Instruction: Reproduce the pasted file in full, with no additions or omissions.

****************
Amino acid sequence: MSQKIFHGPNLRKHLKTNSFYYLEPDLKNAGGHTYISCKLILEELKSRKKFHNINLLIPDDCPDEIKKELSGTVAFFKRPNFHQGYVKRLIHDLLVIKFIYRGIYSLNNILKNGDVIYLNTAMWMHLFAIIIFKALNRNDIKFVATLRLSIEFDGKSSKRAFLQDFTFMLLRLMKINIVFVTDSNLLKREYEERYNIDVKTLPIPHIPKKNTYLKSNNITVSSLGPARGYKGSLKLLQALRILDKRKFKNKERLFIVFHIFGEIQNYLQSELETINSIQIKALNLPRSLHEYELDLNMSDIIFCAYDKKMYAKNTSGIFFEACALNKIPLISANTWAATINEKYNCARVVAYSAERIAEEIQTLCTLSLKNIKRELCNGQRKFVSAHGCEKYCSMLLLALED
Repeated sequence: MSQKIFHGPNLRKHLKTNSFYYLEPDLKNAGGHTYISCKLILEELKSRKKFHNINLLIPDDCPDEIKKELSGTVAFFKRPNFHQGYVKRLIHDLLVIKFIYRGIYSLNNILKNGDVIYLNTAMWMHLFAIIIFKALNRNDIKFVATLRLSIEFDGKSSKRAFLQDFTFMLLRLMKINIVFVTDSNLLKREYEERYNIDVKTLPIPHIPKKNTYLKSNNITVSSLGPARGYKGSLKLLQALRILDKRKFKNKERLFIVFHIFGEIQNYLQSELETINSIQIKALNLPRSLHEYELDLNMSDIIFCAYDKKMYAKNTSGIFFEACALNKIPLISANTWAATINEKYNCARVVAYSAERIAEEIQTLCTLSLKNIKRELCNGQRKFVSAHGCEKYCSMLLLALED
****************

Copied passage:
Amino acid sequence: MSQKIFHGPNLRKHLKTNSFYYLEPDLKNAGGHTYISCKLILEELKSRKKFHNINLLIPDDCPDEIKKELSGTVAFFKRPNFHQGYVKRLIHDLLVIKFIYRGIYSLNNILKNGDVIYLNTAMWMHLFAIIIFKALNRNDIKFVATLRLSIEFDGKSSKRAFLQDFTFMLLRLMKINIVFVTDSNLLKREYEERYNIDVKTLPIPHIPKKNTYLKSNNITVSSLGPARGYKGSLKLLQALRILDKRKFKNKERLFIVFHIFGEIQNYLQSELETINSIQIKALNLPRSLHEYELDLNMSDIIFCAYDKKMYAKNTSGIFFEACALNKIPLISANTWAATINEKYNCARVVAYSAERIAEEIQTLCTLSLKNIKRELCNGQRKFVSAHGCEKYCSMLLLALED
Repeated sequence: MSQKIFHGPNLRKHLKTNSFYYLEPDLKNAGGHTYISCKLILEELKSRKKFHNINLLIPDDCPDEIKKELSGTVAFFKRPNFHQGYVKRLIHDLLVIKFIYRGIYSLNNILKNGDVIYLNTAMWMHLFAIIIFKALNRNDIKFVATLRLSIEFDGKSSKRAFLQDFTFMLLRLMKINIVFVTDSNLLKREYEERYNIDVKTLPIPHIPKKNTYLKSNNITVSSLGPARGYKGSLKLLQALRILDKRKFKNKERLFIVFHIFGEIQNYLQSELETINSIQIKALNLPRSLHEYELDLNMSDIIFCAYDKKMYAKNTSGIFFEACALNKIPLISANTWAATINEKYNCARVVAYSAERIAEEIQTLCTLSLKNIKRELCNGQRKFVSAHGCEKYCSMLLLALED